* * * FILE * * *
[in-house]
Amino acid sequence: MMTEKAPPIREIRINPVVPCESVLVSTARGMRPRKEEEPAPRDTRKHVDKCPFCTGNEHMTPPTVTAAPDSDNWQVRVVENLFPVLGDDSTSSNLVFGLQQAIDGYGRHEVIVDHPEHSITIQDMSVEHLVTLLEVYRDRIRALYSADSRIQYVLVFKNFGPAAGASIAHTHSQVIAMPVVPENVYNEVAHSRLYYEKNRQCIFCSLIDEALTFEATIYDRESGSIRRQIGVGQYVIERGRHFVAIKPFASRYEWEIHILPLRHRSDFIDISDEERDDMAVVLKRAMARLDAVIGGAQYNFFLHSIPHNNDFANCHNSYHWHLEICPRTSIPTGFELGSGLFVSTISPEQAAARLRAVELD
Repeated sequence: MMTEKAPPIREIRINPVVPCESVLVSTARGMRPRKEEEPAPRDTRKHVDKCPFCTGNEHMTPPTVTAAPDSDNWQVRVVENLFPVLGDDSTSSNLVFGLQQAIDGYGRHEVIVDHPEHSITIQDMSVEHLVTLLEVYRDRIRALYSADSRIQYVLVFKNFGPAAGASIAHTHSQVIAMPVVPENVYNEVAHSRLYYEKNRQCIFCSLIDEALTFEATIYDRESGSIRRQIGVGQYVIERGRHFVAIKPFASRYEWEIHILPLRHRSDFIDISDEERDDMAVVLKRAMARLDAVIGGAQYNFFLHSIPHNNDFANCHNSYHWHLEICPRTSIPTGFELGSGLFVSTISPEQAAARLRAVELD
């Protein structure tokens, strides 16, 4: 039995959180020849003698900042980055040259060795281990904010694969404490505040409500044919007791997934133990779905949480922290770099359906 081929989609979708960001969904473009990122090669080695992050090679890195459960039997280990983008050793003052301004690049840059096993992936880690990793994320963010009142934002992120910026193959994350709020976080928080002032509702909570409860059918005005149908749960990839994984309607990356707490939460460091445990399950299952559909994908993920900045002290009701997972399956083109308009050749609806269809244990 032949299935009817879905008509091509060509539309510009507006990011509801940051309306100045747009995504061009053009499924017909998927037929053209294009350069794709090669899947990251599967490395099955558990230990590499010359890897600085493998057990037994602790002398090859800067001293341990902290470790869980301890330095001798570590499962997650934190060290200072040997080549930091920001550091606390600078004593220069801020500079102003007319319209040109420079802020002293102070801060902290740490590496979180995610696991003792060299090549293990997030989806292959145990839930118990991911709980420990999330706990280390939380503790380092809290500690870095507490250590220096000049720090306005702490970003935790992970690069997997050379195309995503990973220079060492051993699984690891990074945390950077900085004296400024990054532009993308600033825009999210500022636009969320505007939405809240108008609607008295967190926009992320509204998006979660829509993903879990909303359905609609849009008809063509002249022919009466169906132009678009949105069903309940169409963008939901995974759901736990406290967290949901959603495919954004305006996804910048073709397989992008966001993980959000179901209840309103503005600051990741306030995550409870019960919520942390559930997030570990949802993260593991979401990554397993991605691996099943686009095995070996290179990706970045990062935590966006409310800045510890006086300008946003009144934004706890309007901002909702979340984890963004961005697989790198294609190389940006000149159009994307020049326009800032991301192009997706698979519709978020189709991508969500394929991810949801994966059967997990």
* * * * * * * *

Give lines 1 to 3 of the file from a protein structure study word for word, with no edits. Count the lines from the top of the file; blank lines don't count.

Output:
[in-house]
Amino acid sequence: MMTEKAPPIREIRINPVVPCESVLVSTARGMRPRKEEEPAPRDTRKHVDKCPFCTGNEHMTPPTVTAAPDSDNWQVRVVENLFPVLGDDSTSSNLVFGLQQAIDGYGRHEVIVDHPEHSITIQDMSVEHLVTLLEVYRDRIRALYSADSRIQYVLVFKNFGPAAGASIAHTHSQVIAMPVVPENVYNEVAHSRLYYEKNRQCIFCSLIDEALTFEATIYDRESGSIRRQIGVGQYVIERGRHFVAIKPFASRYEWEIHILPLRHRSDFIDISDEERDDMAVVLKRAMARLDAVIGGAQYNFFLHSIPHNNDFANCHNSYHWHLEICPRTSIPTGFELGSGLFVSTISPEQAAARLRAVELD
Repeated sequence: MMTEKAPPIREIRINPVVPCESVLVSTARGMRPRKEEEPAPRDTRKHVDKCPFCTGNEHMTPPTVTAAPDSDNWQVRVVENLFPVLGDDSTSSNLVFGLQQAIDGYGRHEVIVDHPEHSITIQDMSVEHLVTLLEVYRDRIRALYSADSRIQYVLVFKNFGPAAGASIAHTHSQVIAMPVVPENVYNEVAHSRLYYEKNRQCIFCSLIDEALTFEATIYDRESGSIRRQIGVGQYVIERGRHFVAIKPFASRYEWEIHILPLRHRSDFIDISDEERDDMAVVLKRAMARLDAVIGGAQYNFFLHSIPHNNDFANCHNSYHWHLEICPRTSIPTGFELGSGLFVSTISPEQAAARLRAVELD